How Much Do You Trust Your Neighbors?

In just 24 hours, I’ve encountered two separate conversations about trust between neighbors. One conversation revolved around two neighbors who hadn’t spoken in years over a minor property line dispute, which produced a lot of tit for tat behavior, and the other was about a neighbor stealing two bicycles from another. While examining these conversations and in looking for feedback from others on trust between neighbors, I’ve come to the realization that a lot of people don’t really even know their neighbors, much less do they trust them. And, yes, in some instances I’ve heard of people being a bit too trusting of neighbors who haven’t earned that trust and who have proven themselves to be untrustworthy.

Develop a Polite Vigilance

Now, we’ve been known to advise our readers to join (or start) their own Neighborhood Watch Program. We stand behind this suggestion as such programs have been known to reduce crime in areas where members are the most active and vigilant. We’ve also been known to advise our readers to get to know their neighbors better and to offer friendly assistance when it comes to sharing home security information. Of course, we believe that most of your neighbors are good people and that looking out for one another is in the best interest of the entire neighborhood.

None of our neighborly advice, however, is intended to suggest that someone should get a free pass from your watchful eyes just because they live near you. I like to call this attitude polite vigilance. Essentially, it involves being kind and neighborly while never letting your guard down to the possibility that a neighbor just may be a criminal…and plotting to make you their next victim.

Suggestions for Polite Vigilance Include:

  • Never give a neighbor carte blanche access to your home or yard, especially if you haven’t known them for very long or very well.
  • Do not allow your neighbors to “borrow” items from a tool shed or garage without your express permission.
  • Do not ask neighbors you don’t know well to keep an eye on your home while you’re traveling. In fact, when going out of town try to only let neighbors whom you have built trust with know about your plans and, even then, it’s a good idea to ask more than one trusted neighbor to keep an eye out, just in case.
  • Do not share info with your neighbors about any expensive items that you may keep hidden in your home.
  • At appropriate times during conversation with neighbors, do casually mention that you layer your home’s security, but do not offer too many specifics. The goal here is to let a potential criminal know that you are vigilant about home security and that your house is secured in ways that will make breaking into it difficult…and any attempts will likely lead to a thief’s capture and imprisonment.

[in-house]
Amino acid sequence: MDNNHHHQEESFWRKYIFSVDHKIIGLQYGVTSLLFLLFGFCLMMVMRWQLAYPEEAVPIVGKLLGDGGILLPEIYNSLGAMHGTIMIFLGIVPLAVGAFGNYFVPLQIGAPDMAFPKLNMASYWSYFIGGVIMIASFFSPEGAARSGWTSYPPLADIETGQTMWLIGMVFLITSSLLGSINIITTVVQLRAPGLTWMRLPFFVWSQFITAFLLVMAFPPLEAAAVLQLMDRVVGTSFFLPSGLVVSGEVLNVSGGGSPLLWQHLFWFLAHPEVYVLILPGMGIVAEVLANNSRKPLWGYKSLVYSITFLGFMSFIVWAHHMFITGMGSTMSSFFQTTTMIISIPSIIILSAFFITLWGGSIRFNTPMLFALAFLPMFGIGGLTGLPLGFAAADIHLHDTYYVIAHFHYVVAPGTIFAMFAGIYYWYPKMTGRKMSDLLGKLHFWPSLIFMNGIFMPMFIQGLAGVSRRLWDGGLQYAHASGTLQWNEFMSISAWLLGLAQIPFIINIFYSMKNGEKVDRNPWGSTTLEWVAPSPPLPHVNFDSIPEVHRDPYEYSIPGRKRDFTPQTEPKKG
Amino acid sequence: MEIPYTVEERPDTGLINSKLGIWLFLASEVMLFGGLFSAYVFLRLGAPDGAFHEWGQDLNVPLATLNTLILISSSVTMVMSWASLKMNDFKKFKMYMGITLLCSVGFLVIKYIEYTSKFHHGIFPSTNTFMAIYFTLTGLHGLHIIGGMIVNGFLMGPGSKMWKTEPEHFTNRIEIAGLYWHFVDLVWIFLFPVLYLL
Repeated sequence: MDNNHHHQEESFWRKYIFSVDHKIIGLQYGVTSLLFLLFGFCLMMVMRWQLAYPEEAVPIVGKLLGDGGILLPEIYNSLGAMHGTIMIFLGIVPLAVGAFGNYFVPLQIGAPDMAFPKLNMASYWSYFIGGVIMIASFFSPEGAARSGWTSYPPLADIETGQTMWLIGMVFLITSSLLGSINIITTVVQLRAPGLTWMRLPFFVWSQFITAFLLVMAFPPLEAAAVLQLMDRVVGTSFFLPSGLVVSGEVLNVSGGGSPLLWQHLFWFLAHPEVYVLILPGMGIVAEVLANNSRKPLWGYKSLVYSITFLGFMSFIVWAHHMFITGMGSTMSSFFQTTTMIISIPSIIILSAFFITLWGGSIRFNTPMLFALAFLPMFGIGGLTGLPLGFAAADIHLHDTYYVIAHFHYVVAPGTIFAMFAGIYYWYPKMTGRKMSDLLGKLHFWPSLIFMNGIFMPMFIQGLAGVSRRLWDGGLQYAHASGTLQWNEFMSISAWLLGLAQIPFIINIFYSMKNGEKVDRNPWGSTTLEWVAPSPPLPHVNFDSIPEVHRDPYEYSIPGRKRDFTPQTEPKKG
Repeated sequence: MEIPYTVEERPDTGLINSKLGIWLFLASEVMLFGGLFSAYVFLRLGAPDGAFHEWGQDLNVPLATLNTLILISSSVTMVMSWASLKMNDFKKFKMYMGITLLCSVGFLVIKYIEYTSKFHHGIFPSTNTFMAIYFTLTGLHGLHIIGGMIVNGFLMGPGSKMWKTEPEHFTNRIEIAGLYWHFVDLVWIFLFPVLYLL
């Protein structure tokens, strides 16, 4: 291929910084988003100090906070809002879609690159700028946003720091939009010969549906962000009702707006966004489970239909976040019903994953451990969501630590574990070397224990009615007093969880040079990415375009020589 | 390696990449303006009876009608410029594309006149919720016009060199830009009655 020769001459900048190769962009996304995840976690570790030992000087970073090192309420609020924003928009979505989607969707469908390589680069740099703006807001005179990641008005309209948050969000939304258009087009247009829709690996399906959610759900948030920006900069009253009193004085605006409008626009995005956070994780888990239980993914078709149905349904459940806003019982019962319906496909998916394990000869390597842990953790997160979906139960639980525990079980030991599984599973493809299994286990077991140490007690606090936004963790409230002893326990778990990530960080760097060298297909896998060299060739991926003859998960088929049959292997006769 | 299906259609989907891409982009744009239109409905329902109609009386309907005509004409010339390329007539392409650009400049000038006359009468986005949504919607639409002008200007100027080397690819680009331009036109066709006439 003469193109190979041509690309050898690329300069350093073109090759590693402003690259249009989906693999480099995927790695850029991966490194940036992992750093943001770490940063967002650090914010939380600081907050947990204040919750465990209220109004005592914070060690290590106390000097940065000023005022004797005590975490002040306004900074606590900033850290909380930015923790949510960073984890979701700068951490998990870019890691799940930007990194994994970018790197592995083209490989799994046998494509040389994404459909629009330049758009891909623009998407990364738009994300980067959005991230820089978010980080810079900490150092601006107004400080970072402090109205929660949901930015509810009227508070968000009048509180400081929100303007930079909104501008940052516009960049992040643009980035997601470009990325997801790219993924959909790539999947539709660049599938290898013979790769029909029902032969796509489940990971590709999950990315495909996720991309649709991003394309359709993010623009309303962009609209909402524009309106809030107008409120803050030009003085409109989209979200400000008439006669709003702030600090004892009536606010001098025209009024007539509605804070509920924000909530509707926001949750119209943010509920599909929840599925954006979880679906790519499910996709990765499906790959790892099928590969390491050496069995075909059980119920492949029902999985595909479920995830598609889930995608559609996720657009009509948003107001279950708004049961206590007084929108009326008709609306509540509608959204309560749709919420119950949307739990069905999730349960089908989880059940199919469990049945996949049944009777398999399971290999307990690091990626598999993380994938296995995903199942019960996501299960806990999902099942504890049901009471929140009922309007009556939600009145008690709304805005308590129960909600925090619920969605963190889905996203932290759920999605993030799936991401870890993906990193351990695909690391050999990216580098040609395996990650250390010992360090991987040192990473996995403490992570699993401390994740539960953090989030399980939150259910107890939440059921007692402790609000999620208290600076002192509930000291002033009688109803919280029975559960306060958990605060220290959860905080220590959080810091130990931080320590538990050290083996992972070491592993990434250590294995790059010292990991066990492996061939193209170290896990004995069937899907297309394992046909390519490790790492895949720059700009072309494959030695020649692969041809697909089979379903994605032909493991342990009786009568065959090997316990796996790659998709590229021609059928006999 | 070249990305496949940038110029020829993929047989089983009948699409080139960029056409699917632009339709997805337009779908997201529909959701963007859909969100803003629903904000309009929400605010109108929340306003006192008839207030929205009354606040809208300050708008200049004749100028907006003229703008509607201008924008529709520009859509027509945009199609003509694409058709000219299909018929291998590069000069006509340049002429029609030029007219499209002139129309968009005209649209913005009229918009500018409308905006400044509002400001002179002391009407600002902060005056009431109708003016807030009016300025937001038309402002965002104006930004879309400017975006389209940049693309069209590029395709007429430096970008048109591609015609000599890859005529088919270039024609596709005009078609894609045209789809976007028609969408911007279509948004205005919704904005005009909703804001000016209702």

• If you live in a private community with controlled access
    areas, never ever share or loan a key or an access card to a neighbor unless you know that person very, very well.
  • Teach children to safely store bikes and other toys where they belong when they’re done playing with them.
  • Do not leave tools and equipment that are not in use out in the open or in an unlocked outdoor storage.
  • Do not leave your garage or patio doors open when you are not at home.
  • Do not advertise your work routine to your neighbors. In fact, it’s a good idea, in general, to change your routine occasionally just in case someone– neighbor or not– is watching your home while plotting a burglary.

Building Trust With Neighbors

Naturally, most of your neighbors are trustworthy people. We don’t ever want you to automatically avoid getting close to your neighbors for fear that one of them might eventually rip you off. All we are suggesting here is that you don’t instantly assume that someone isn’t a criminal just because they keep their lawn trimmed and perhaps smile and speak to you when you see one another.

Some of the ways that you can work to build trust between neighbors includes engaging in conversation and developing a rapport, slowly getting to know one another better on a personal level, and waiting until you’ve met other people in the neighbor’s life (other family members who don’t live with them, co-workers, friends, etc.) before you allow them a bit more access into yours. This may sound like a lot of work, but building a relationship usually is. If you intend to know your neighbors beyond offering a quick wave in the afternoon, consider that these tips are actually a natural progression in any relationship. To keep an even closer eye on your neighbors, think about finding an affordable Home Surveillance System.

What Do You Think?

So tell us, how much do you trust your neighbors? Criminals have to live somewhere. How do you know one isn’t living next door to you?

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